Could they? Would they? Should they?
Sure. Doubtful. Heck yes.
Of course, we’re talking about the playoff chances of the hard-charging Edmonton Oilers (winners of 10 of their past 13, don’t you know?).
The Oilers sit in 10th place in the wild Western Conference, five points out of the eighth and final playoff spot. But surely, a team that’s won 10 of 13 games can win six of its final seven, right?
If the Oilers manage to pull off an anti-finish of last season – when they won two of their final 20 games after Ryan Smyth’s body, heart and soul left at the trade deadline – and, say, collect 12 more points in their final seven games, they’ll be right in the thick of things.
For starters, their final seven contests are all against Northwest Division foes – two games each against beloved Calgary, Colorado, Minnesota and one more against Vancouver – so if the Oil wins, it means one team immediately ahead of them does not.
Short of a 7-0-0 run to close the season, the Oilers don’t control their own destiny – but they can sure shape their fate with a fantastic finish.
So…yes, Edmonton could make the playoffs.
But here’s something to mull. The team ahead of the Oilers in ninth place, the Nashville Predators, has one more point, the same number of games remaining – and a much easier schedule.
While Edmonton battles the Flames, Avs, Wild and Canucks – all of whom are vying for the No. 3 seed that comes with winning the Northwest, as well as fighting to stay ahead of the Preds and Oilers – Nashville has six games against Chicago, Columbus and St. Louis (two each, plus one against Detroit).
The Hawks and Blues are playing for the draft lottery, and if the Blue Jackets are smart, they will be, too. That means the Preds have a legitimate chance to win at least four or five of those games, and if they can pull off a win against the Red Wings, they’ll be in that 90-92 point range that will likely earn the eighth playoff spot.
So…no, Edmonton would not make the playoffs.
Finally, there’s the philosophical question of whether it’s in the Oilers’ best interest to even qualify for the post-season. If they get in, they’re gonna be a tired – if ecstatic – bunch.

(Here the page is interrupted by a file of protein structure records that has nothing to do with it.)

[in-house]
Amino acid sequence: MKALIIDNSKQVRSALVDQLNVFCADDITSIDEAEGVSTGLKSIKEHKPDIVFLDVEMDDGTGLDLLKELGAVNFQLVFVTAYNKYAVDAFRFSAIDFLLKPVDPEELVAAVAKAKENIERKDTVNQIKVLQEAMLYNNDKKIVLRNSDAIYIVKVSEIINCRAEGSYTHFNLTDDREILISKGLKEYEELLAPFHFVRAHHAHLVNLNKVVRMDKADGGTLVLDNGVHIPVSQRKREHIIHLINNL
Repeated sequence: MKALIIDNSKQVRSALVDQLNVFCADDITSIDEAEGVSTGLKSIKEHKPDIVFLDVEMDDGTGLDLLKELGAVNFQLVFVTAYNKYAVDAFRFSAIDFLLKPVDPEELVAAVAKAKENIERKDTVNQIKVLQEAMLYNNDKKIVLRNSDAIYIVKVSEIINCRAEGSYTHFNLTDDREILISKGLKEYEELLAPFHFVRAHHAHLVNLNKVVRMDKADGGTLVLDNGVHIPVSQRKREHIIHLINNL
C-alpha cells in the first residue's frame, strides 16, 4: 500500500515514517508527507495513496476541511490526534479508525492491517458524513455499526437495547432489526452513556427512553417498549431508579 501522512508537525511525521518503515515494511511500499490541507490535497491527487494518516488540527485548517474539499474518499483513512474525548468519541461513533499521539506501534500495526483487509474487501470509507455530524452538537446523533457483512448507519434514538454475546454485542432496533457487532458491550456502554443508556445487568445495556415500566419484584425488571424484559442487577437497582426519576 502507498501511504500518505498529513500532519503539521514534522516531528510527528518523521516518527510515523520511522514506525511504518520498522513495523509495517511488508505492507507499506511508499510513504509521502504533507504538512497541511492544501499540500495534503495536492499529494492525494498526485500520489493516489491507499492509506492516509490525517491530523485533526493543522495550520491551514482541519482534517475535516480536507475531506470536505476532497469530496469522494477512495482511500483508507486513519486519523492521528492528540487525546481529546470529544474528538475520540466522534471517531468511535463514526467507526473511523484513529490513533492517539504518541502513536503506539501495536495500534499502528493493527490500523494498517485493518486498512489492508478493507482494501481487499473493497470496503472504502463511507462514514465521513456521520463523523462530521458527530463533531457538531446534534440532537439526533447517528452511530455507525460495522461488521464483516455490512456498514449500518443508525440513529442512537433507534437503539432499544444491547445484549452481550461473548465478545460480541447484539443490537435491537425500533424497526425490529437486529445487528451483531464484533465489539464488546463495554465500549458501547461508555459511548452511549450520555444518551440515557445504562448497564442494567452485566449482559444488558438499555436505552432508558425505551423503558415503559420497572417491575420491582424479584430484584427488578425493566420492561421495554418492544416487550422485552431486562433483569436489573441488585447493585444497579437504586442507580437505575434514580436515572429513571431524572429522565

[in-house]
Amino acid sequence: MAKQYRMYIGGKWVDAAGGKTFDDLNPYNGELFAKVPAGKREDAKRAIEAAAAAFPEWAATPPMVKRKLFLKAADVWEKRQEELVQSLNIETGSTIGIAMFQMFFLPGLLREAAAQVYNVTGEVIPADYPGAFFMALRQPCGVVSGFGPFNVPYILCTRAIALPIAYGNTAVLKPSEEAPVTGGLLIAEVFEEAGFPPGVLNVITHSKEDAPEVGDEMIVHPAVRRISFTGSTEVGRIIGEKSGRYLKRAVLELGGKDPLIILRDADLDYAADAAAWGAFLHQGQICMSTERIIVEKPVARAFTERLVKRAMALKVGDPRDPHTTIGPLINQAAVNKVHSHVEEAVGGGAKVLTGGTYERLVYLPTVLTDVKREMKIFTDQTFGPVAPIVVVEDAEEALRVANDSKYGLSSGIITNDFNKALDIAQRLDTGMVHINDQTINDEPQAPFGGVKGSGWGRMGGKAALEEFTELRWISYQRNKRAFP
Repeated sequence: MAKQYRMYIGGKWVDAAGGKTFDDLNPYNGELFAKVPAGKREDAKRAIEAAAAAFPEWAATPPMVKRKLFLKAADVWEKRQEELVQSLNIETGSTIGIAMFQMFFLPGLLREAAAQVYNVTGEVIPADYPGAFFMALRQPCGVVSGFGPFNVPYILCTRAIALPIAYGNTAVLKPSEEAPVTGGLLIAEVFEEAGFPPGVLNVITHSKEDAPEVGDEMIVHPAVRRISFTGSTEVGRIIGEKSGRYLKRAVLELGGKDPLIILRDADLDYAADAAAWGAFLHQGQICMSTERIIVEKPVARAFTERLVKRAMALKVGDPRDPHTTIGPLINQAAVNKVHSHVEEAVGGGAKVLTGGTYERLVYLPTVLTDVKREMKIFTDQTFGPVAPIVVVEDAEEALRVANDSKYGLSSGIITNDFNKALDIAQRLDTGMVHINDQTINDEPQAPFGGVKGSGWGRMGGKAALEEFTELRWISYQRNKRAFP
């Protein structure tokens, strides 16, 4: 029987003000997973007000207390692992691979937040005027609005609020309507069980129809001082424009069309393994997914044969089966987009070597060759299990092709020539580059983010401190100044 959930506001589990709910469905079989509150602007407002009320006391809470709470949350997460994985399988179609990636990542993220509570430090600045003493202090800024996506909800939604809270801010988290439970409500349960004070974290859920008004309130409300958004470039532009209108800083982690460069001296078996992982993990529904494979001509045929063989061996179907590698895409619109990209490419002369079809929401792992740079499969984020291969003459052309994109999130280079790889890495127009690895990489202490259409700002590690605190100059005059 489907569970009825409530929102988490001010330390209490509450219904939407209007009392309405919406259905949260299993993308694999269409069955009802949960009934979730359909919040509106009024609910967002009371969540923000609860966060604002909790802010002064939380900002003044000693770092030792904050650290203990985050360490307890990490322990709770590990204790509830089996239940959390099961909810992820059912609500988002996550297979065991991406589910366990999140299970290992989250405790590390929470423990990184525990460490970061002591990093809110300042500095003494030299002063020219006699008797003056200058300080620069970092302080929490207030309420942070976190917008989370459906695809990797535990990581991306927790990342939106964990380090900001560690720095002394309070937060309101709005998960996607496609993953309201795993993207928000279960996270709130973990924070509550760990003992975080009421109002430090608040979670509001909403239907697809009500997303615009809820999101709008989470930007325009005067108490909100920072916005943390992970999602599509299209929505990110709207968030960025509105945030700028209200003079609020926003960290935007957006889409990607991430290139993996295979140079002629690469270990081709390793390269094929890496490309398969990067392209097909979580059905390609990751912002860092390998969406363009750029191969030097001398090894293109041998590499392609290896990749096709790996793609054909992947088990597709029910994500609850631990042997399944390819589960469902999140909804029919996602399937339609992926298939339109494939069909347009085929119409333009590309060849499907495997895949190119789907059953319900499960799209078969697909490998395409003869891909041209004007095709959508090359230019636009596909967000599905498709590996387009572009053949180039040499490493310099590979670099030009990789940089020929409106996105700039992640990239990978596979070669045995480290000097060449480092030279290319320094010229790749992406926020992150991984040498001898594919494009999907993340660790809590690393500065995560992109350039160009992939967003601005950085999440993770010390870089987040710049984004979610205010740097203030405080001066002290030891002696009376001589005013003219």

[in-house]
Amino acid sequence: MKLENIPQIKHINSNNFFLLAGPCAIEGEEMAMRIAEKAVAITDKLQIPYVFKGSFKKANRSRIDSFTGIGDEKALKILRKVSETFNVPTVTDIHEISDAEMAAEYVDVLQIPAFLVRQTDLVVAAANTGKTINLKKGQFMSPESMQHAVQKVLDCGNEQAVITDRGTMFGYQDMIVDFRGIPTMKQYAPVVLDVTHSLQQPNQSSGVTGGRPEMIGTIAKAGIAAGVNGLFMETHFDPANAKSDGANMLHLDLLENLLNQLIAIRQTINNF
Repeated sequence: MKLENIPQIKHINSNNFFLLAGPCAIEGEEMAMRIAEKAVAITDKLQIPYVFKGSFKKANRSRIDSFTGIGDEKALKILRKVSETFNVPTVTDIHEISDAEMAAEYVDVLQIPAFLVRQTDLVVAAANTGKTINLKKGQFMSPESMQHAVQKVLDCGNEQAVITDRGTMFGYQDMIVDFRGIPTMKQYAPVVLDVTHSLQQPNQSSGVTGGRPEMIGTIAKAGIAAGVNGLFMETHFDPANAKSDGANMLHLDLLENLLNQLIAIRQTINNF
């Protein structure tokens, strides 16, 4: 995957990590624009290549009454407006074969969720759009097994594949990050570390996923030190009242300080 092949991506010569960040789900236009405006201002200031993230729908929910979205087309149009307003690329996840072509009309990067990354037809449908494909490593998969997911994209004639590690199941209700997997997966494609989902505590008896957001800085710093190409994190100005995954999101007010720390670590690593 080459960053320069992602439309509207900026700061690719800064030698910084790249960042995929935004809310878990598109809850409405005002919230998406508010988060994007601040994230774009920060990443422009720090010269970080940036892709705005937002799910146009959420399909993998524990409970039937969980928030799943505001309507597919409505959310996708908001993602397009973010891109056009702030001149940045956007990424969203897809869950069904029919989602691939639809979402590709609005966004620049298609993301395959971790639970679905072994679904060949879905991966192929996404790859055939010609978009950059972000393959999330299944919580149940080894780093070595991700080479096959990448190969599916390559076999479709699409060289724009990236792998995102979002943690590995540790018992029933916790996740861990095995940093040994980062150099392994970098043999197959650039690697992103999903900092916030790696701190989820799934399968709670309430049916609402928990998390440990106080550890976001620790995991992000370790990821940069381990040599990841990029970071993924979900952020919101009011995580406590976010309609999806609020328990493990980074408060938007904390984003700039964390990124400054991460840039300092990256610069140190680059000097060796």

They’ll have expended a tremendous amount of energy in the past couple months – overcoming injuries to several key players and winning every shootout this side of the OK Corral – all for the honor and glory of facing (probably) Detroit in the first round, the team that has been in first place in the NHL since November.
An unfavorable matchup, to say the least. If the Oilers still held their own first round draft pick (they don’t; it belongs to Anaheim due to last summer’s Dustin Penner signing), they probably shouldn’t make the playoffs.
In the long run, they’d have been better off entering the draft lottery and hoping for a pick in the top seven or eight so they could nab one of several enticing prospects. But, they don’t own that first-rounder, so…
…yes, Edmonton should make the playoffs.
But, for a reality check, go back to the would (not) section of this column.
TOSKALA FOR (LEAFS) MVP
If you own a television and predilection for sports programming, you’ve seen the bad-bounce goal surrendered by Toronto netminder Vesa Toskala in Tuesday night’s game against the Islanders.
Most likely, you’ve seen it many, many times. (For the record, Isles defenseman Rob Davison – a teammate and “good friend” of Toskala’s when both were in San Jose last season – cleared the puck while New York was killing a penalty, and it took a crazy hop in front of the crease and eluded the Leafs goalie for an embarrassing 178-foot goal against.)
The last-second bad bounce – and Toskala’s falling-over reaction when he realized what happened – has been played to death on the cable sports networks.
A lesser-reported fact is the fluke goal – Davison’s third career marker in 187 NHL games – was the only one Toskala gave up in the game and Toronto scored thrice in the third for a 3-1 victory.
It can be argued Toskala hasn’t received as much attention at any other time this season. This, despite the fact he has been Toronto’s most valuable player throughout 2007-08. (And no, that’s not a backhanded compliment.)
Yes, Mats Sundin has turned in another exemplary season, once again leading the Leafs from Day 1 in goals, points and intensity. But Toskala, night in and night out, is Toronto’s most important player.
And it’s a good thing, too, because on a team whose commitment to defense wavers from decent to disaster, he hast to be. Toskala has singlehandedly kept the Leafs in the playoff hunt; at least, on the fringes of it.
He’s started 31 of the past 32 games, including the past 27 in a row, and when the Leafs win, he’s almost always one the game’s three stars (or should have been).
John Ferguson, who was fired in January, made several questionable (a nice way of saying bad) signings and trades in his few years as the Leafs GM. Trading for Toskala, though, was not one of them. It was the best move Ferguson made and stands alone as the sole reason the Leafs aren’t in last place right now.
Sam McCaig’s From The Point appears regularly only on thehockeynews.com. Have a point to make with Sam McCaig? You can reach him at email@example.com.
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